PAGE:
What did Einstein invent?


The Einstein Inventions that are Applicable Today

Einstein was a talented and independent mathematician and a free thinker who changed how we see the universe today, thanks to his theories and vision of physics. At just 26, he showed the world his genius by publishing three papers, changing the world of science forever.

And a decade later, he would shake the physics world further with his impressive theories that time and space are dynamic and distorted, affecting how objects and light move.

Energy, Matter, Motion, Time, and Space.

Historians still refer to 1905 as the miracle year, when Einstein published four ground-breaking scientific papers covering fundamental physics problems about the nature of Matter, Energy, Motion, Time, and Space.

  • The Quantum Theory of Light

In March 1905, Einstein proposed that light exists as tiny particles, which he called photons. He stated that we live in a quantum universe composed of tiny, microscopic chunks of energy and matter.

  • The Brownian Motion

Einstein showed proof that atoms exist through the phenomenon of the Brownian motion; he demonstrated that tiny particles (atoms) are suspended in a fluid, and they collide with other fast but random moving particles within that fluid. This particle movement is the “Brownian Motion.”

  • Special Relativity:

In March, Einstein’s paper suggested that light was made of particles (Photons) and a continuous field of waves.

Relating Matter and Energy

In 1905, Einstein demonstrated the relationship between energy and matter in the famous equation E=mc2. He proposed that the energy content of a body is equivalent to its mass multiplied by the speed of light squared.

  • Equivalence of Gravity and Acceleration

In 1907, Einstein explored the relationship between gravity and acceleration; he concluded that the two are equal as two facets of the same phenomenon.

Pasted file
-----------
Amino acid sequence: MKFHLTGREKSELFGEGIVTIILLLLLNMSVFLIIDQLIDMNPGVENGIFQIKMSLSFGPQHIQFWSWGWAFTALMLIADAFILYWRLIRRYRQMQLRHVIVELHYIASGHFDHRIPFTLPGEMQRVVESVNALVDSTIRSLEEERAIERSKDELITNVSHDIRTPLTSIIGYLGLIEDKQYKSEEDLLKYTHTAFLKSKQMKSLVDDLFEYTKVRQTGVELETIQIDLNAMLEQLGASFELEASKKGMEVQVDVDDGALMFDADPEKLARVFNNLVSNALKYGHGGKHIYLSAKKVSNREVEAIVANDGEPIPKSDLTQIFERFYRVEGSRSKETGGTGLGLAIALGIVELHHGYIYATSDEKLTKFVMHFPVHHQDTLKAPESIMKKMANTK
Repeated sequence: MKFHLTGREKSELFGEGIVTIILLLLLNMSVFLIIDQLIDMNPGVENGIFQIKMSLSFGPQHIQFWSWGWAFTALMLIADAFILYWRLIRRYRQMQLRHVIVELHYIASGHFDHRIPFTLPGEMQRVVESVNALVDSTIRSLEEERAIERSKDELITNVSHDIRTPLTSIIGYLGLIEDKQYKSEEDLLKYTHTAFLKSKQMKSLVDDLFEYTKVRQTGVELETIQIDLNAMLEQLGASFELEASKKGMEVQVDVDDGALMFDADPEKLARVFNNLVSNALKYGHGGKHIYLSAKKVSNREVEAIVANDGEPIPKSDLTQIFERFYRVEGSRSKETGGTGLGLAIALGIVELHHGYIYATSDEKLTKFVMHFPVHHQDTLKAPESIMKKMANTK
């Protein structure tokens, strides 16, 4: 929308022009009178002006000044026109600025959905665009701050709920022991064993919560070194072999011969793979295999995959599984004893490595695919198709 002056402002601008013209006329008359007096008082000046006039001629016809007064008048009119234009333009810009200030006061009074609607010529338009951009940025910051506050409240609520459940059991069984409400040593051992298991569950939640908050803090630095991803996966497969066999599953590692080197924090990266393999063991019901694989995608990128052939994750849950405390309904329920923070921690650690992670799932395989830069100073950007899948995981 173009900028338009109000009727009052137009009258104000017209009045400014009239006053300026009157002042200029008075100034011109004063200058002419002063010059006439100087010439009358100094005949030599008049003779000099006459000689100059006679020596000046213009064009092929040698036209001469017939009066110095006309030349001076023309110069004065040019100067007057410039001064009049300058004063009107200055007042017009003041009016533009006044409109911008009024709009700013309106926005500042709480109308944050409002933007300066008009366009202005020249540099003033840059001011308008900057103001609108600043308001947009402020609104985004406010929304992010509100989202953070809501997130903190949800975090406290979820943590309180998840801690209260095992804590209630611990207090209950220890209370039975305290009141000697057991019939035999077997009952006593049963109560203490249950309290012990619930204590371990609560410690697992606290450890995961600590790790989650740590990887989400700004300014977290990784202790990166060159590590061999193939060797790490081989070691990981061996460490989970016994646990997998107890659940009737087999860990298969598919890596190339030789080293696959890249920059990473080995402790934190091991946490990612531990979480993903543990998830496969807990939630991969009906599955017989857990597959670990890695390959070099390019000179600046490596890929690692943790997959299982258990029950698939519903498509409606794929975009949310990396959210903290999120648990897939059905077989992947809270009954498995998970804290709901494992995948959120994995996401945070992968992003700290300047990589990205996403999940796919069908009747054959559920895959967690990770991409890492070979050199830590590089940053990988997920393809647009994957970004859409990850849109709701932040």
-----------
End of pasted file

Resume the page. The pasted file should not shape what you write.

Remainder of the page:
This conclusion demonstrated dualism in nature; for instance, in 1910, he explained why the sky is blue, attributing it to the cumulative effect of scattering of light by molecules present in the atmosphere.

Practical World Examples of Einstein Inventions

Einstein’s discoveries still have a massive impact in the real world, with practical applications for everyday use. These invaluable applications include:

  • Satellite Navigation and Google Maps

With an internet connection, you can hardly get lost moving around, thanks to the Global Positioning System (GPS) and Satellite Navigation Systems.

These two applications utilize Einstein’s theory of relativity invention to synchronize the GPS and Satellites orbiting the Earth. And without its accurate application, the usable data would be full of errors, making GPS less useful.

  • Your Phone’s Clock

Internet Service Providers (ISPs) and telephone masts use GPS to set the time. And as each GPS satellite has several atomic clocks to ensure your computer and phone’s time is always accurate.

Without such accuracy, you would probably be late or early for meetings.

  • Lasers

Lasers detect proximity, making mall doors automatically open as you approach; your home security alert you of an approaching intruder; or your home’s smoke alarm to detect fires.

  • Nuclear Fission

Fission is the process of splitting an atom’s nucleus to release enormous energy. Einstein’s equation E=mc2 helped develop the first atomic bomb that worked on the principle of nuclear fission, changing the future of warfare. Although this application has been used for violent extremism, it has also helped countries to enhance their defense systems and protect their borders.

  • Paper Towels

Although the Scot Paper Company, Pennsylvania, introduced the disposable paper towel in 1907 as a more hygienic alternative, it was Einstein who first investigated wicking, the phenomenon of a towel soaking up liquid against gravity, wanting to drag the fluid downward.